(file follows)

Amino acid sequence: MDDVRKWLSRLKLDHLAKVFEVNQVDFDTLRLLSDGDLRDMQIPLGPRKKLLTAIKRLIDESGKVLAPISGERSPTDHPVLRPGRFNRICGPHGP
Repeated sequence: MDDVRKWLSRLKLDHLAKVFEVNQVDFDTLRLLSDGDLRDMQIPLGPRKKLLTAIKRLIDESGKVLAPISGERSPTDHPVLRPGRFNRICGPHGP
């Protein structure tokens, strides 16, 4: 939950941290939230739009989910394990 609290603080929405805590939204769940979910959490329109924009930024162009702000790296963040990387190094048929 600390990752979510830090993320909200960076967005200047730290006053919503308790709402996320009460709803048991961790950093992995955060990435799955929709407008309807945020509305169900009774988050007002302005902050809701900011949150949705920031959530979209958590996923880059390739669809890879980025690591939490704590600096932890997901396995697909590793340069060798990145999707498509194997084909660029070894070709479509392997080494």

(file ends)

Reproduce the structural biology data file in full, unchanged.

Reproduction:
Amino acid sequence: MDDVRKWLSRLKLDHLAKVFEVNQVDFDTLRLLSDGDLRDMQIPLGPRKKLLTAIKRLIDESGKVLAPISGERSPTDHPVLRPGRFNRICGPHGP
Repeated sequence: MDDVRKWLSRLKLDHLAKVFEVNQVDFDTLRLLSDGDLRDMQIPLGPRKKLLTAIKRLIDESGKVLAPISGERSPTDHPVLRPGRFNRICGPHGP
């Protein structure tokens, strides 16, 4: 939950941290939230739009989910394990 609290603080929405805590939204769940979910959490329109924009930024162009702000790296963040990387190094048929 600390990752979510830090993320909200960076967005200047730290006053919503308790709402996320009460709803048991961790950093992995955060990435799955929709407008309807945020509305169900009774988050007002302005902050809701900011949150949705920031959530979209958590996923880059390739669809890879980025690591939490704590600096932890997901396995697909590793340069060798990145999707498509194997084909660029070894070709479509392997080494």